Tracking paid leave days under the bank model is a straightforward process. Plus, you get bonus points for allowing your employees the flexibility of deciding how they spend their leave days.

  • Unlimited PTO

A third model allows employees to take time off work whenever they wish as long as their time away does not interfere with their work. This model is one that employees just love and could be great for you, too, since it eliminates all the administrative work involved in PTO tracking. It is the perfect model for you if your employees have proven their work ethic and you want to show that you trust them. 

There is a possibility that employees abuse the system, but as long as you keep a close eye on PTO records, you can identify when this is happening and deal with it appropriately.

  • Company-Wide PTO

The idea behind this model of PTO is that the entire company takes leave at the same time, meaning business operations are down for a few days. No one needs to apply for time off, which makes things a lot easier from an administrative perspective. Although this doesn’t work for every company, many organizations practice company-wide PTO during certain periods, such as around Christmas and New Year’s break, when people across the country are taking time off and business is slow.

  • Accrued PTO

This is when your team earns their PTO based on the number of hours they’ve worked rather than having them handed out at the beginning of the year. Accrued PTO can be a bit more challenging to get your head around, but here’s an article with a simple table that explains the difference between lumpsum PTO and accrued PTO, as well as a step-by-step guide on calculating accrued PTO. 

If you do choose this model, make sure to use a free time tracking system that will then autofill timesheets for you. That way, you’ll know exactly how many hours each employee has worked, which means you can easily calculate how much PTO they’ve earned.

Once you’ve determined the best model for you, you’ve completed the second step in creating your PTO policy. 

3. Design the leave application workflow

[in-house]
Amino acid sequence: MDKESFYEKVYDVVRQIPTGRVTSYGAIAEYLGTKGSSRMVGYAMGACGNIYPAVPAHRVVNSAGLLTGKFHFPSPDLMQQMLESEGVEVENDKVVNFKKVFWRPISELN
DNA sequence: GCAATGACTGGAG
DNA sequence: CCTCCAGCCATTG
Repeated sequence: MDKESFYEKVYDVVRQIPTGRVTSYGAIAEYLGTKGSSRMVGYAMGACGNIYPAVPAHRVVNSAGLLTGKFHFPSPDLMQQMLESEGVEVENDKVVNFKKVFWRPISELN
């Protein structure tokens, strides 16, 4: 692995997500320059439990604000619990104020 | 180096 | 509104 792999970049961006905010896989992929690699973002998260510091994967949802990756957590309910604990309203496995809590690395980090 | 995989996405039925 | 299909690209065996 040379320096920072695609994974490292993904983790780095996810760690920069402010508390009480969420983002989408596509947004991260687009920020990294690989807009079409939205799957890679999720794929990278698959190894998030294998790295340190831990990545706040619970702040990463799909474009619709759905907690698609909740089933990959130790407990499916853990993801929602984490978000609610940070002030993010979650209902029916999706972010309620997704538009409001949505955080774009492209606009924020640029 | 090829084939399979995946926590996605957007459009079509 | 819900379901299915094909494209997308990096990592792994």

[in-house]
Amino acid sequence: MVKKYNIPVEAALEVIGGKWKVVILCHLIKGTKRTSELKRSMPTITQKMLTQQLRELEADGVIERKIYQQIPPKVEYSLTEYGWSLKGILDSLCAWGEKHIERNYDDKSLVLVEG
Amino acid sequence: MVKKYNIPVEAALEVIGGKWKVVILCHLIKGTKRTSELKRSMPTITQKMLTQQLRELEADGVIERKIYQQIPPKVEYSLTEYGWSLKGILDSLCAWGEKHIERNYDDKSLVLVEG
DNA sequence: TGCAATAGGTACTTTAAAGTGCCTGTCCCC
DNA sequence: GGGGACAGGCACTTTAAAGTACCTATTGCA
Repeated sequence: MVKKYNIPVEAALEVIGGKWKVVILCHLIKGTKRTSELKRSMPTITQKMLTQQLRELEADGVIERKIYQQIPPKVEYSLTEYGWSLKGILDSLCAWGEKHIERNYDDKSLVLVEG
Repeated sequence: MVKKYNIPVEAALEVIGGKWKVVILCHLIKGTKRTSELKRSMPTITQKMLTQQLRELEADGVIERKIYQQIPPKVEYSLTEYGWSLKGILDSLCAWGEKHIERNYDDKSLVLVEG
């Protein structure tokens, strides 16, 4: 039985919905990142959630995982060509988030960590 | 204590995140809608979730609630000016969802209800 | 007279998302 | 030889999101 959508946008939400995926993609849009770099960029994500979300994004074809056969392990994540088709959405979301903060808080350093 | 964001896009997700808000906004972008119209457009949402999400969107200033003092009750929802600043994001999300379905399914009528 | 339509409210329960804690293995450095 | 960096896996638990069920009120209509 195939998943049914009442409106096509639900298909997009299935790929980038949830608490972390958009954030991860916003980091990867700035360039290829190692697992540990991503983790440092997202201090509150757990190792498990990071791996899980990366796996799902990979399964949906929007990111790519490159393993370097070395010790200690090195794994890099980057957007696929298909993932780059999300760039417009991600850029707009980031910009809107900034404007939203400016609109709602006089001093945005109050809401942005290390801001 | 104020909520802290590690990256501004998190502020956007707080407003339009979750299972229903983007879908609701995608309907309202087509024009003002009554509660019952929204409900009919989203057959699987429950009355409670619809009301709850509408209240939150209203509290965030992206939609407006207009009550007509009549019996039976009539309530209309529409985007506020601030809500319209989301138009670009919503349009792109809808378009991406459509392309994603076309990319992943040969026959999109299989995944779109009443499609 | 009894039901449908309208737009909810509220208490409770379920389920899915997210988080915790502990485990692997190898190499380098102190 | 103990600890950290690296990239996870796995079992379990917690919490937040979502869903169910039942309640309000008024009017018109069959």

Next, design your leave application and approval process. It is best to establish a simple step-by-step process based on your company’s reporting structure. Start by providing a channel for employees to submit their requests. 

You will then need to designate the recipient of the leave request. An employee’s immediate supervisor is usually the best choice. Once the supervisor approves or denies the requests, they can pass the information along to HR for final approval. A seamless leave application process will make planning for employee absences easier. 

You can either use a manual system or a PTO tracker and automate the entire process – don’t worry, there are highly rated, free PTO trackers that you can use. 

With a PTO tracker, your supervisors and managers will approve or deny leave requests within minutes of receiving them. You can also choose the settings that align with your PTO policy, giving you flexibility and assurance that your policy is being applied correctly. However, if you’re a very small organization with, say, less than five employees, using a manual tracker means you don’t have to bother with the hassle of setting up an account and getting everyone familiar with a digital PTO system. 

4. Enforcing the policy

Finally, it’s time to compile your policy into a document. There’s no one way to do this – just write down everything you’ve decided so far and then organize the information. You now have a thorough PTO policy that you can leverage to boost productivity, attract new talent, retain your best employees, and manage your employees’ schedules.

Complete the process by distributing your policy to your employees and responding to their concerns or questions. And most importantly, keep it up to date. Look out for trends in employee benefits, and don’t be scared to update your policy until you’ve got something that best fits your company’s needs. 

Final Thoughts

In conclusion, a PTO policy is a way of ensuring that your employees take care of themselves. You get your reward when they come back recharged and ready to take care of your client’s projects. The benefits of your PTO policy will be evident when your clients rave about the quality of your work. Remember, a good PTO policy is your secret weapon in a competitive industry with a shrinking pool of skilled workers. So be sure to keep updating yours to stay ahead of your competition.